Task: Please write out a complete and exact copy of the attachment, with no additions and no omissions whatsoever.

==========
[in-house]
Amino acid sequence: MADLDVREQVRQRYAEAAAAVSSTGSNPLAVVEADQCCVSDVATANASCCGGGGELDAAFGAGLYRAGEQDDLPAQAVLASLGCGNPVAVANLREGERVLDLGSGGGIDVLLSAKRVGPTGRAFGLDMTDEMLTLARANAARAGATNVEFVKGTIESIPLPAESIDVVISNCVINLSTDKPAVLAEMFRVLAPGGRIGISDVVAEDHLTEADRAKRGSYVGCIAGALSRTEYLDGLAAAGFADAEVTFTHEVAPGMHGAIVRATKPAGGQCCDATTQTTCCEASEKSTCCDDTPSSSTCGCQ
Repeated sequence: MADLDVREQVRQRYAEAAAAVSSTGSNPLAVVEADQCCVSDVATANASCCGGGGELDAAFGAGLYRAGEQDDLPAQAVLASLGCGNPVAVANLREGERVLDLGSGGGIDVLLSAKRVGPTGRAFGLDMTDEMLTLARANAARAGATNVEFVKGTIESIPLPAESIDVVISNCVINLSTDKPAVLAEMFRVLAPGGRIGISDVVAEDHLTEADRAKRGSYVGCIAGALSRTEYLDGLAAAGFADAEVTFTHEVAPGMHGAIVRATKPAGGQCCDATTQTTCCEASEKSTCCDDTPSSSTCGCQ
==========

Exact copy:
[in-house]
Amino acid sequence: MADLDVREQVRQRYAEAAAAVSSTGSNPLAVVEADQCCVSDVATANASCCGGGGELDAAFGAGLYRAGEQDDLPAQAVLASLGCGNPVAVANLREGERVLDLGSGGGIDVLLSAKRVGPTGRAFGLDMTDEMLTLARANAARAGATNVEFVKGTIESIPLPAESIDVVISNCVINLSTDKPAVLAEMFRVLAPGGRIGISDVVAEDHLTEADRAKRGSYVGCIAGALSRTEYLDGLAAAGFADAEVTFTHEVAPGMHGAIVRATKPAGGQCCDATTQTTCCEASEKSTCCDDTPSSSTCGCQ
Repeated sequence: MADLDVREQVRQRYAEAAAAVSSTGSNPLAVVEADQCCVSDVATANASCCGGGGELDAAFGAGLYRAGEQDDLPAQAVLASLGCGNPVAVANLREGERVLDLGSGGGIDVLLSAKRVGPTGRAFGLDMTDEMLTLARANAARAGATNVEFVKGTIESIPLPAESIDVVISNCVINLSTDKPAVLAEMFRVLAPGGRIGISDVVAEDHLTEADRAKRGSYVGCIAGALSRTEYLDGLAAAGFADAEVTFTHEVAPGMHGAIVRATKPAGGQCCDATTQTTCCEASEKSTCCDDTPSSSTCGCQ